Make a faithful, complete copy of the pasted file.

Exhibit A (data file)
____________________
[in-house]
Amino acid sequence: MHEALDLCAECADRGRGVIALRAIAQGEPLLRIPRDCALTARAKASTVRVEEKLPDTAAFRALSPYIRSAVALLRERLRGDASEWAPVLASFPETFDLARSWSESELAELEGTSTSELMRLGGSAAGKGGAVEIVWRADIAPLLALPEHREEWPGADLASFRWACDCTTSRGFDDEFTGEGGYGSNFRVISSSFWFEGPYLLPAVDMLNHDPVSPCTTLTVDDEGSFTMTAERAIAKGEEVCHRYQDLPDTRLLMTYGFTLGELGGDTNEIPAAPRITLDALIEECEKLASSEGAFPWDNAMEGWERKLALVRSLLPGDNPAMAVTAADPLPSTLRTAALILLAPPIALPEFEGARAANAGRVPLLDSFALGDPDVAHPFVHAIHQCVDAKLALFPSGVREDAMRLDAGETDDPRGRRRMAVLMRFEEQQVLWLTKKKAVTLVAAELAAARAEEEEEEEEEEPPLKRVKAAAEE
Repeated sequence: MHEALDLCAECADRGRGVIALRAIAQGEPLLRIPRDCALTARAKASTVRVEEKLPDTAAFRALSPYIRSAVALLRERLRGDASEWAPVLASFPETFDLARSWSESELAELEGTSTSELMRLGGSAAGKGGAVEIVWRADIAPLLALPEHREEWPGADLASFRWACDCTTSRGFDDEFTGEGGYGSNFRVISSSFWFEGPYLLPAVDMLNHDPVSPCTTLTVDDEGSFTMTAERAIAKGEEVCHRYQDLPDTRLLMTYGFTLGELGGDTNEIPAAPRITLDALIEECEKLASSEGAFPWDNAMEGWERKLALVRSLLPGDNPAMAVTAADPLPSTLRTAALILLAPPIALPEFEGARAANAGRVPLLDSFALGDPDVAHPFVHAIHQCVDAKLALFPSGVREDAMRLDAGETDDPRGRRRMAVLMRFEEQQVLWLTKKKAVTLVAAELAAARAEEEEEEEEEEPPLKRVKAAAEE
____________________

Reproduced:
[in-house]
Amino acid sequence: MHEALDLCAECADRGRGVIALRAIAQGEPLLRIPRDCALTARAKASTVRVEEKLPDTAAFRALSPYIRSAVALLRERLRGDASEWAPVLASFPETFDLARSWSESELAELEGTSTSELMRLGGSAAGKGGAVEIVWRADIAPLLALPEHREEWPGADLASFRWACDCTTSRGFDDEFTGEGGYGSNFRVISSSFWFEGPYLLPAVDMLNHDPVSPCTTLTVDDEGSFTMTAERAIAKGEEVCHRYQDLPDTRLLMTYGFTLGELGGDTNEIPAAPRITLDALIEECEKLASSEGAFPWDNAMEGWERKLALVRSLLPGDNPAMAVTAADPLPSTLRTAALILLAPPIALPEFEGARAANAGRVPLLDSFALGDPDVAHPFVHAIHQCVDAKLALFPSGVREDAMRLDAGETDDPRGRRRMAVLMRFEEQQVLWLTKKKAVTLVAAELAAARAEEEEEEEEEEPPLKRVKAAAEE
Repeated sequence: MHEALDLCAECADRGRGVIALRAIAQGEPLLRIPRDCALTARAKASTVRVEEKLPDTAAFRALSPYIRSAVALLRERLRGDASEWAPVLASFPETFDLARSWSESELAELEGTSTSELMRLGGSAAGKGGAVEIVWRADIAPLLALPEHREEWPGADLASFRWACDCTTSRGFDDEFTGEGGYGSNFRVISSSFWFEGPYLLPAVDMLNHDPVSPCTTLTVDDEGSFTMTAERAIAKGEEVCHRYQDLPDTRLLMTYGFTLGELGGDTNEIPAAPRITLDALIEECEKLASSEGAFPWDNAMEGWERKLALVRSLLPGDNPAMAVTAADPLPSTLRTAALILLAPPIALPEFEGARAANAGRVPLLDSFALGDPDVAHPFVHAIHQCVDAKLALFPSGVREDAMRLDAGETDDPRGRRRMAVLMRFEEQQVLWLTKKKAVTLVAAELAAARAEEEEEEEEEEPPLKRVKAAAEE